very good book about the Royal family...this is a hardback discarded library book.
This fascinating book about Queen Elizabeth, her children and their spouses, etc. looks at the Royal Family with the thesis of whether they actually serve a function in today's world. The author has written a number of history books and is quite familiar with history of the House of Windsor (a name resulting from the familys rather recent name change following the anti-German feeling of WWI). This hardcover edition contains a number of photographs of the royals who make up this "modern" royal history. Sorry the dust jacket is missing, but book is in very good condition.
From Publishers Weekly
An overwhelming majority of the British people, asserts Wilson ( Jesus ), want the monarchy to continue, not merely for sentimental reasons but because they dislike the idea of an elective presidential system and deem the Royal Family a check on the power of Parliament and cabinets. Reviewing the scandals, separations and divorces that have bedeviled the House of Windsor, Wilson concludes that Queen Elizabeth II's children are unsuitable to inherit the throne. He suggests that the Queen should declare Richard, Duke of Gloucester, who is married to a Dane, Birgitte van Deurs, as heir to inherit the British throne. A mix of political analysis, gossip, history and shrewd speculation, this acerbically witty tour of the Windsor dynasty's "essentially comic misfortunes" includes withering profiles of Prince Charles, "an extremely odd man" with a "second-rate mind"; of self-mythologizing, "hysterical" Lady Diana; and of the Queen, "always prepared to seem useless and busy at the same time."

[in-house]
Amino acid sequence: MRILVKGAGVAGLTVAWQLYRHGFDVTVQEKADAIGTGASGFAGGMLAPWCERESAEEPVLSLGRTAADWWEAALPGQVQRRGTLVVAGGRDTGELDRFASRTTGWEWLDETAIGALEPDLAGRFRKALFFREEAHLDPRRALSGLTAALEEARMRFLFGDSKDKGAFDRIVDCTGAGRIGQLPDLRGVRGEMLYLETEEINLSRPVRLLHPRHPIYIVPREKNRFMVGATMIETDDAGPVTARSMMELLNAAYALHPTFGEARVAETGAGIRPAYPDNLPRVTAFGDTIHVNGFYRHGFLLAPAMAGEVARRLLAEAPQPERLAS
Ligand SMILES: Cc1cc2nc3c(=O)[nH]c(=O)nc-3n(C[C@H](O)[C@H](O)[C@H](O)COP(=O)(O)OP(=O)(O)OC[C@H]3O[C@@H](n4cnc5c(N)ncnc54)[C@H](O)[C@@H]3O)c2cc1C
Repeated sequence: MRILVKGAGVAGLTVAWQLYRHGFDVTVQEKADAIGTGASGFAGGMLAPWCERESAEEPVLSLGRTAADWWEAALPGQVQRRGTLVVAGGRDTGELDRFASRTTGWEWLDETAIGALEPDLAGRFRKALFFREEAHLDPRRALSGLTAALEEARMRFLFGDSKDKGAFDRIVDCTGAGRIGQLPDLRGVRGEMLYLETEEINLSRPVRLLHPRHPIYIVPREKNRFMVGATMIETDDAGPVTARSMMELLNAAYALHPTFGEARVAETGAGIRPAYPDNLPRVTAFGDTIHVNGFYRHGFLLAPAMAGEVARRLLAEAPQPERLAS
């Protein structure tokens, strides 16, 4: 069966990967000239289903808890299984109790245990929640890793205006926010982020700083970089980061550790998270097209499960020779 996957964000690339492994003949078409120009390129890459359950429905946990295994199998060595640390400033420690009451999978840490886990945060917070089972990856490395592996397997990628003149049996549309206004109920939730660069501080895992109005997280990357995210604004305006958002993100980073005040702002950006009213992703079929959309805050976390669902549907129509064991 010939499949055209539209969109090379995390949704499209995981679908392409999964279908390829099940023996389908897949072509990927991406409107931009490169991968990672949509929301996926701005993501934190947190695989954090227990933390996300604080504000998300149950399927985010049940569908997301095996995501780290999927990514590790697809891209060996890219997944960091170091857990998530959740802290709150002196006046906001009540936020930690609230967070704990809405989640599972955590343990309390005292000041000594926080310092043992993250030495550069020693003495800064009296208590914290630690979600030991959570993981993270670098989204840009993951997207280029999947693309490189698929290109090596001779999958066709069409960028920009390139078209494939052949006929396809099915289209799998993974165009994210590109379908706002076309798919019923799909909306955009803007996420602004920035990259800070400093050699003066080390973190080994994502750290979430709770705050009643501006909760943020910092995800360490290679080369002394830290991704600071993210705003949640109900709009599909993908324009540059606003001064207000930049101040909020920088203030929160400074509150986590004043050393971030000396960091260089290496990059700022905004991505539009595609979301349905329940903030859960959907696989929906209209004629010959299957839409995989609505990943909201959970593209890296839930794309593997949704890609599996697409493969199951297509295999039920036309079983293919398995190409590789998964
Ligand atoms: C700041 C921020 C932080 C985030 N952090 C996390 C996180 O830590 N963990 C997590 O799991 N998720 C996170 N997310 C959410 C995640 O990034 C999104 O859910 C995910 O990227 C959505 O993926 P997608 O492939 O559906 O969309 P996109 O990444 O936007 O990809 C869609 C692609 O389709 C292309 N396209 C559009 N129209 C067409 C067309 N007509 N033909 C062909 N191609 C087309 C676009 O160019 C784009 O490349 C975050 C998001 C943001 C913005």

Copyright 1993 Reed Business Information, Inc.
From Library Journal
Wilson poses the question "Can the British monarchy (and the House of Windsor) survive?" The ensuing discussion is interesting, but wading through the unsubstantiated allegations is tiresome. In particular, Wilson objects to Prince Charles, whom he finds totally unsuitable to be king, based principally on the fact that Charles did not attend Eton and that he made what some consider an ill-judged speech in 1992 while the British government was engaged in delicate trade negotiations. Wilson first defines the monarchy today as having only three functions and then sets out to prove that Charles and the Windsors cannot fulfill them. He contends that Britain needs a wholesome royal family to act as role models and fulfill various ceremonial duties but who are, as individuals, too dull to inspire public interest. Wilson is the author of numerous novels and biographies (e.g., C.S. Lewis , LJ 2/15/90; Eminent Victorians , LJ 6/1/90). Buy this if you must, but there's nothing new in fact, just interpretation.
- Katharine Galloway Garstka, Intergraph Corp., Huntsville, Ala.